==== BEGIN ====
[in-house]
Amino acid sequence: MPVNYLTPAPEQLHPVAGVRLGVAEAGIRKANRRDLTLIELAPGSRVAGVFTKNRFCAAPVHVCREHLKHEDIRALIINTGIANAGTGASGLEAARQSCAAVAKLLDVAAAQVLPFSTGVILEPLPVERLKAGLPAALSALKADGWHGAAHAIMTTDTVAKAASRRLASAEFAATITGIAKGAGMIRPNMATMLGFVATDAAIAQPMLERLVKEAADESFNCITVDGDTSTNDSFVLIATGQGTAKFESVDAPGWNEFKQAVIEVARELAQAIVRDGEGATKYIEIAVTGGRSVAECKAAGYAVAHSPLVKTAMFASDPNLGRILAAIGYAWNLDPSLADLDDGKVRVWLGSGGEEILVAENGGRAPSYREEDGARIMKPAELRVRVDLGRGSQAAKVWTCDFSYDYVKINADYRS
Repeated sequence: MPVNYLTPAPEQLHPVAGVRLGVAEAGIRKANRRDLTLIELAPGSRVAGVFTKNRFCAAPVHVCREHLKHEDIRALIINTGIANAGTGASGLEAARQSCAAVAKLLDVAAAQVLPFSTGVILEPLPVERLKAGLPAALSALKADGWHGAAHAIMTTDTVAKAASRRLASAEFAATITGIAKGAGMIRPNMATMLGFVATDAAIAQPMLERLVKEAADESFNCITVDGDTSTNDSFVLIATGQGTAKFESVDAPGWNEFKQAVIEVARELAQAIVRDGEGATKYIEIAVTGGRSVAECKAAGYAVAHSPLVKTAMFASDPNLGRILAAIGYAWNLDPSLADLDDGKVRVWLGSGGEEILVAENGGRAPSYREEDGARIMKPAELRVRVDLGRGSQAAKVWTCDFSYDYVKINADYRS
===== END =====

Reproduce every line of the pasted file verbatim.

[in-house]
Amino acid sequence: MPVNYLTPAPEQLHPVAGVRLGVAEAGIRKANRRDLTLIELAPGSRVAGVFTKNRFCAAPVHVCREHLKHEDIRALIINTGIANAGTGASGLEAARQSCAAVAKLLDVAAAQVLPFSTGVILEPLPVERLKAGLPAALSALKADGWHGAAHAIMTTDTVAKAASRRLASAEFAATITGIAKGAGMIRPNMATMLGFVATDAAIAQPMLERLVKEAADESFNCITVDGDTSTNDSFVLIATGQGTAKFESVDAPGWNEFKQAVIEVARELAQAIVRDGEGATKYIEIAVTGGRSVAECKAAGYAVAHSPLVKTAMFASDPNLGRILAAIGYAWNLDPSLADLDDGKVRVWLGSGGEEILVAENGGRAPSYREEDGARIMKPAELRVRVDLGRGSQAAKVWTCDFSYDYVKINADYRS
Repeated sequence: MPVNYLTPAPEQLHPVAGVRLGVAEAGIRKANRRDLTLIELAPGSRVAGVFTKNRFCAAPVHVCREHLKHEDIRALIINTGIANAGTGASGLEAARQSCAAVAKLLDVAAAQVLPFSTGVILEPLPVERLKAGLPAALSALKADGWHGAAHAIMTTDTVAKAASRRLASAEFAATITGIAKGAGMIRPNMATMLGFVATDAAIAQPMLERLVKEAADESFNCITVDGDTSTNDSFVLIATGQGTAKFESVDAPGWNEFKQAVIEVARELAQAIVRDGEGATKYIEIAVTGGRSVAECKAAGYAVAHSPLVKTAMFASDPNLGRILAAIGYAWNLDPSLADLDDGKVRVWLGSGGEEILVAENGGRAPSYREEDGARIMKPAELRVRVDLGRGSQAAKVWTCDFSYDYVKINADYRS